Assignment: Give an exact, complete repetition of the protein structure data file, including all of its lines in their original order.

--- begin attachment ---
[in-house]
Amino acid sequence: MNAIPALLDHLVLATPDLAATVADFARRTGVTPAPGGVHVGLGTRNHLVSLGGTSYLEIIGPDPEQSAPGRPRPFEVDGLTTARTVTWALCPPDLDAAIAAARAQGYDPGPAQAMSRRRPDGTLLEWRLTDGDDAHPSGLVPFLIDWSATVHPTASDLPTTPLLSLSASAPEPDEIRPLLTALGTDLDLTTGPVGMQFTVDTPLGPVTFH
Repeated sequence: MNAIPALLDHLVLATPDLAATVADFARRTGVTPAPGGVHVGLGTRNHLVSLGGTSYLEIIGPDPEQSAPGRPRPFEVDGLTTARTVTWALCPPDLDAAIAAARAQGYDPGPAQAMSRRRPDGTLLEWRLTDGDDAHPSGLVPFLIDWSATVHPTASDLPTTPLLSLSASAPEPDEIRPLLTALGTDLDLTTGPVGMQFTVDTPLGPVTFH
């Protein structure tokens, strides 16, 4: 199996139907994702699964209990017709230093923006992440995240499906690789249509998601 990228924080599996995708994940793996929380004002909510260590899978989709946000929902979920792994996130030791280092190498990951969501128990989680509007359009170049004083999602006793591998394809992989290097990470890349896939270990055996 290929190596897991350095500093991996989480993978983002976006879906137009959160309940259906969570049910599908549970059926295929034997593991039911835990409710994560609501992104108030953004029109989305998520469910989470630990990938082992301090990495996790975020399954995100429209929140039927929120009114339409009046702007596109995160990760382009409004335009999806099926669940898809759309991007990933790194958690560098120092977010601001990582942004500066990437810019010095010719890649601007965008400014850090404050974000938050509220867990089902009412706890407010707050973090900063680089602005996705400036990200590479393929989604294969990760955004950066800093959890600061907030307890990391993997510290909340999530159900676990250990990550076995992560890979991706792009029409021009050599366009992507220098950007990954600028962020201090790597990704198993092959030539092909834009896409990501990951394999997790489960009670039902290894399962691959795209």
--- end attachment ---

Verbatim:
[in-house]
Amino acid sequence: MNAIPALLDHLVLATPDLAATVADFARRTGVTPAPGGVHVGLGTRNHLVSLGGTSYLEIIGPDPEQSAPGRPRPFEVDGLTTARTVTWALCPPDLDAAIAAARAQGYDPGPAQAMSRRRPDGTLLEWRLTDGDDAHPSGLVPFLIDWSATVHPTASDLPTTPLLSLSASAPEPDEIRPLLTALGTDLDLTTGPVGMQFTVDTPLGPVTFH
Repeated sequence: MNAIPALLDHLVLATPDLAATVADFARRTGVTPAPGGVHVGLGTRNHLVSLGGTSYLEIIGPDPEQSAPGRPRPFEVDGLTTARTVTWALCPPDLDAAIAAARAQGYDPGPAQAMSRRRPDGTLLEWRLTDGDDAHPSGLVPFLIDWSATVHPTASDLPTTPLLSLSASAPEPDEIRPLLTALGTDLDLTTGPVGMQFTVDTPLGPVTFH
């Protein structure tokens, strides 16, 4: 199996139907994702699964209990017709230093923006992440995240499906690789249509998601 990228924080599996995708994940793996929380004002909510260590899978989709946000929902979920792994996130030791280092190498990951969501128990989680509007359009170049004083999602006793591998394809992989290097990470890349896939270990055996 290929190596897991350095500093991996989480993978983002976006879906137009959160309940259906969570049910599908549970059926295929034997593991039911835990409710994560609501992104108030953004029109989305998520469910989470630990990938082992301090990495996790975020399954995100429209929140039927929120009114339409009046702007596109995160990760382009409004335009999806099926669940898809759309991007990933790194958690560098120092977010601001990582942004500066990437810019010095010719890649601007965008400014850090404050974000938050509220867990089902009412706890407010707050973090900063680089602005996705400036990200590479393929989604294969990760955004950066800093959890600061907030307890990391993997510290909340999530159900676990250990990550076995992560890979991706792009029409021009050599366009992507220098950007990954600028962020201090790597990704198993092959030539092909834009896409990501990951394999997790489960009670039902290894399962691959795209």